Show Advanced Search


Containing Text
- - -
Filter by author or institution
Filter by publication date
October, 2006
Filter by journal section

Filter by science education

Mucus: The viscous secretion of mucous membranes. It contains mucin, white blood cells, water, inorganic salts, and exfoliated cells.

Human Lung Dendritic Cells: Spatial Distribution and Phenotypic Identification in Endobronchial Biopsies Using Immunohistochemistry and Flow Cytometry

1Immunology and Allergy Unit, Department of Medicine Solna, Karolinska Institutet, 2Division of Medicine, Department of Public Health and Clinical Medicine, Umeå University, 3Divison of Infectious Diseases, Department of Clinical Microbiology, Umeå University

JoVE 55222

 Immunology and Infection

Culturing of Human Nasal Epithelial Cells at the Air Liquid Interface

1Center for Environmental Medicine, Asthma, and Lung Biology, The University of North Carolina at Chapel Hill, 2Department of Pediatrics, The University of North Carolina at Chapel Hill, 3Pulmonary Diseases and Critical Care, The University of North Carolina at Chapel Hill, 4Curriculum in Toxicology, The University of North Carolina at Chapel Hill

JoVE 50646


Fabrication and Characterization of Griffithsin-modified Fiber Scaffolds for Prevention of Sexually Transmitted Infections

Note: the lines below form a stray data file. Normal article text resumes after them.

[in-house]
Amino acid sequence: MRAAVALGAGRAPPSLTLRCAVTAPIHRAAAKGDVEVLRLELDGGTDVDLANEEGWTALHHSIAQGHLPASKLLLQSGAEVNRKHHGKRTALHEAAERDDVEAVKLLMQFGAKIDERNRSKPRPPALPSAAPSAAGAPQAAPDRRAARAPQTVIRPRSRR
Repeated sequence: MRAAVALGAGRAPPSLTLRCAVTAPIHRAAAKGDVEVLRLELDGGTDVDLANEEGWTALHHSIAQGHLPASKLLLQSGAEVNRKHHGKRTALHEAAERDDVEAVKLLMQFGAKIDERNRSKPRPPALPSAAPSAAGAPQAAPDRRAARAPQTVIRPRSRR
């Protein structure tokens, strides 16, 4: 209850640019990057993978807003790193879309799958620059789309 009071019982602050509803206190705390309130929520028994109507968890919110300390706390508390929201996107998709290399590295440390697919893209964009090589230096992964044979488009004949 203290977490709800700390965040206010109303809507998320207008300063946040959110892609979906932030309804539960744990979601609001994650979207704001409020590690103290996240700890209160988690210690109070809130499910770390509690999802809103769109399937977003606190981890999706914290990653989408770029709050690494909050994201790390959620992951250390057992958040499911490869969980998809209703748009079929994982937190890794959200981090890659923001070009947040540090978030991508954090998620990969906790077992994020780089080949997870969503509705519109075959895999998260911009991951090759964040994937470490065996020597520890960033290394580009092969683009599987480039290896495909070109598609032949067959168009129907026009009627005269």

1Department of Chemistry, University of Louisville, 2Department of Pharmacology and Toxicology, University of Louisville, 3Center for Predictive Medicine, University of Louisville, 4Department of Microbiology and Immunology, University of Louisville, 5Department of Bioengineering, University of Louisville

JoVE 56492


Ex Vivo Infection of Human Lymphoid Tissue and Female Genital Mucosa with Human Immunodeficiency Virus 1 and Histoculture

1Department of Medicine Solna, Center for Molecular Medicine, Karolinska University Hospital, Karolinska Institutet, 2Section of Intercellular Interactions, Eunice Shriver National Institute of Child Health and Human Development, National Institutes of Health

Video Coming Soon

JoVE 57013

 JoVE In-Press

Colorectal Cancer Cell Surface Protein Profiling Using an Antibody Microarray and Fluorescence Multiplexing

1School of Molecular Bioscience, University of Sydney, 2Department of Surgery, Royal Prince Alfred Hospital, 3Department of Anatomical Pathology, Department of Anatomical Pathology, 4Department of Medicine, Concord Repatriation General Hospital

JoVE 3322

 Immunology and Infection

Optical Frequency Domain Imaging of Ex vivo Pulmonary Resection Specimens: Obtaining One to One Image to Histopathology Correlation

1Department of Pathology, Harvard Medical School, 2Massachusetts General Hospital, 3Wellman Center for Photomedicine, Harvard Medical School, 4Pulmonary and Critical Care Unit, Massachusetts General Hospital, 5Pulmonary and Critical Care Unit, Harvard Medical School

JoVE 3855


Experimental Human Pneumococcal Carriage

1Respiratory Infection Group, Liverpool School of Tropical Medicine, 2Royal Liverpool and Broadgreen, University Hospital Trust, 3Comprehensive Local Research Network, 4NIHR Biomedical Research Centre in Microbial Diseases, Royal Liverpool and Broadgreen University Hospitals NHS Trust, 5Institute of Lung Health, Respiratory Biomedical Unit, University Hospitals of Leicester NHS Trust & University of Leicester, 6Department of Clinical Infection Microbiology & Immunology, Institute of Infection & Global Health, University of Liverpool